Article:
Russia last week banned three German NGOs. Specifically, it classified them as undesirable organisation, which under Russian law makes it illegal for them to operate in Russia, and for Russians to be in contact with them. We are sure that German diplomacy will at least try to find a way to muddle through this.
FAZ writes this morning that the decision, announced by Russia's General State Prosecutor, will endanger the St Petersburg Dialogue as a first direct consequence. This is a high-profile annual bilateral forum, initiated by Vladimir Putin and Gerhard Schröder in 2001. The three banned organisations are members of that annual junket, whose aim it has been to strengthen civil society ties between the two countries. The paper quoted several German board members of the St Petersburg Dialogue as saying that the annual meeting would have to be suspended until Russia ends the ban. FAZ writes that the Russian-German relations have reached the lowest point in living memory.
But apparently not low enough for Germany to suspend Nord Stream 2.
The three NGOs are the Center for Liberal Modernity, the German Russian Exchange, and the much smaller Forum of Russian-Speaking Europeans. Russia banned them over undesirable activities that violate Russian interests. Russia accuses the organisations of justifying terrorist activities and of resisting Russian energy projects, including Nord Stream 2. The organisations were accused of feeding nationalist and separatist tendencies and non-traditional values in young people, according to the official statement. The purpose of the ban is to counteract a western-inspired coloured revolution, as the various uprisings in eastern Europe are known in Russia.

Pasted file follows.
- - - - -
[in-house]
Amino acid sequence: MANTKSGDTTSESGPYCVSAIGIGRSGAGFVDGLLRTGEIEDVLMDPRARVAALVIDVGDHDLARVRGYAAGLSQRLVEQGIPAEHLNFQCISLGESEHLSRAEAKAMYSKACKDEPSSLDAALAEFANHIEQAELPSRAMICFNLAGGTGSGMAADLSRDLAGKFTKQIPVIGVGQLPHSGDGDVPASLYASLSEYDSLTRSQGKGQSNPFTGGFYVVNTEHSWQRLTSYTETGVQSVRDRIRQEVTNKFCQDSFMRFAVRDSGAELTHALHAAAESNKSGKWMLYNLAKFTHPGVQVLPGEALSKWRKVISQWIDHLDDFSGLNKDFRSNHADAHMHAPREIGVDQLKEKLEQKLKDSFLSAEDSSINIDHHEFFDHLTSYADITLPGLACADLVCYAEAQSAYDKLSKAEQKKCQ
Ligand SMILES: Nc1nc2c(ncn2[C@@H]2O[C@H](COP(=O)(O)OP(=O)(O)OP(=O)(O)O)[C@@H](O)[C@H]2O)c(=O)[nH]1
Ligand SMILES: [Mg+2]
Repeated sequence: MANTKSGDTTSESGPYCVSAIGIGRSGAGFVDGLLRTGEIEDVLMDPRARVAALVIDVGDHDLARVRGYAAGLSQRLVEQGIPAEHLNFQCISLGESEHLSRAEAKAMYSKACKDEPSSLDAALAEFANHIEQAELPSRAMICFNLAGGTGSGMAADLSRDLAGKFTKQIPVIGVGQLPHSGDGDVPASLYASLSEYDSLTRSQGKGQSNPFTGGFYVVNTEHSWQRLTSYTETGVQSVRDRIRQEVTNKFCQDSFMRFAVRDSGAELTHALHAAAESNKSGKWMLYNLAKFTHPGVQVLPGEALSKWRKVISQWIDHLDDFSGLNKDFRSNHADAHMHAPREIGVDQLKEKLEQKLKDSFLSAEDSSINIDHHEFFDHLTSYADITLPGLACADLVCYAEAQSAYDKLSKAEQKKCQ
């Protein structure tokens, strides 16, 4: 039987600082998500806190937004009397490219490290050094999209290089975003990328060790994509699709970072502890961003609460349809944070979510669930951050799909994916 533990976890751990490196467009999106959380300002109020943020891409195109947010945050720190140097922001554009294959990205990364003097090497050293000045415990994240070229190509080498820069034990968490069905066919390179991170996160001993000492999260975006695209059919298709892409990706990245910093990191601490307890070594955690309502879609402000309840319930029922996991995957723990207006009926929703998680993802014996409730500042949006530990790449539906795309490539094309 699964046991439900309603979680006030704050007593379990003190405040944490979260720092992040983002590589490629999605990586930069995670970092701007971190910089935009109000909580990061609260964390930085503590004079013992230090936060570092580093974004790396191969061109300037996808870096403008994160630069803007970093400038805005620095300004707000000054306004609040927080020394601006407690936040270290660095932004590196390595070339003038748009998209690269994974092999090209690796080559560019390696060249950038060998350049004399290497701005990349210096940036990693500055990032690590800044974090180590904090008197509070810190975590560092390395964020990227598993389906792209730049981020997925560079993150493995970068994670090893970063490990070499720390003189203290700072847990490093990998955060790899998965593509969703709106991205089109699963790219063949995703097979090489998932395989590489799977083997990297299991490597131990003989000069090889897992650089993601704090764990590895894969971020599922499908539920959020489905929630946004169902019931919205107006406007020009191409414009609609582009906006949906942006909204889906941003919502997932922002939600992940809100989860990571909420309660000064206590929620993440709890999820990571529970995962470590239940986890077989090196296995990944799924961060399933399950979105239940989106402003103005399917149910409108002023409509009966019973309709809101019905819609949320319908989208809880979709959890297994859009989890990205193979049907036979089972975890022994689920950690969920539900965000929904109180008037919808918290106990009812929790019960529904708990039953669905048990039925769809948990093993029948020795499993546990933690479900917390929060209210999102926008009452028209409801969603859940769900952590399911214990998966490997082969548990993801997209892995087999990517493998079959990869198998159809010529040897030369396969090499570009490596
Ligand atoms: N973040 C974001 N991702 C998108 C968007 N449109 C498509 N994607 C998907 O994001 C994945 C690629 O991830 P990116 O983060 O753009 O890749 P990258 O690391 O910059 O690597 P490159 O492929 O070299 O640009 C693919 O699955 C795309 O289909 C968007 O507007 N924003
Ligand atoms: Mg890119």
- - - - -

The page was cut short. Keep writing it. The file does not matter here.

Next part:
The organisations have suspended all activities in Russia, and ended all contacts, including email. If an organisation is classified as undesirable, Russians face up to six years in jail should they be in contact with it.
We are not surprised to see Putin flex his muscles over what he considers an increased anti-Russian tendency in Germany. The Russians have also considered putting the Green's party Heinrich-Böll Foundation on the list, but decided not to do so because the Greens might become part of the next German government. The decision of the ban was announced last Wednesday, and as FAZ writes, it must have been coordinated with the Russian foreign ministry beforehand.
In this context we noted a comment by the British journalist Will Hutton who made the observation that the dictators are winning against the democrats. We agree with his observation, but disagree with the reasons. It is not because the west was not living according to its values, as Hutton argues, but because the west is willing to do dirty deals with the dictators for short-term gains, and not stand up to them. The ban of the three German NGOs is the best example of what happens if you don't.
28 May 2021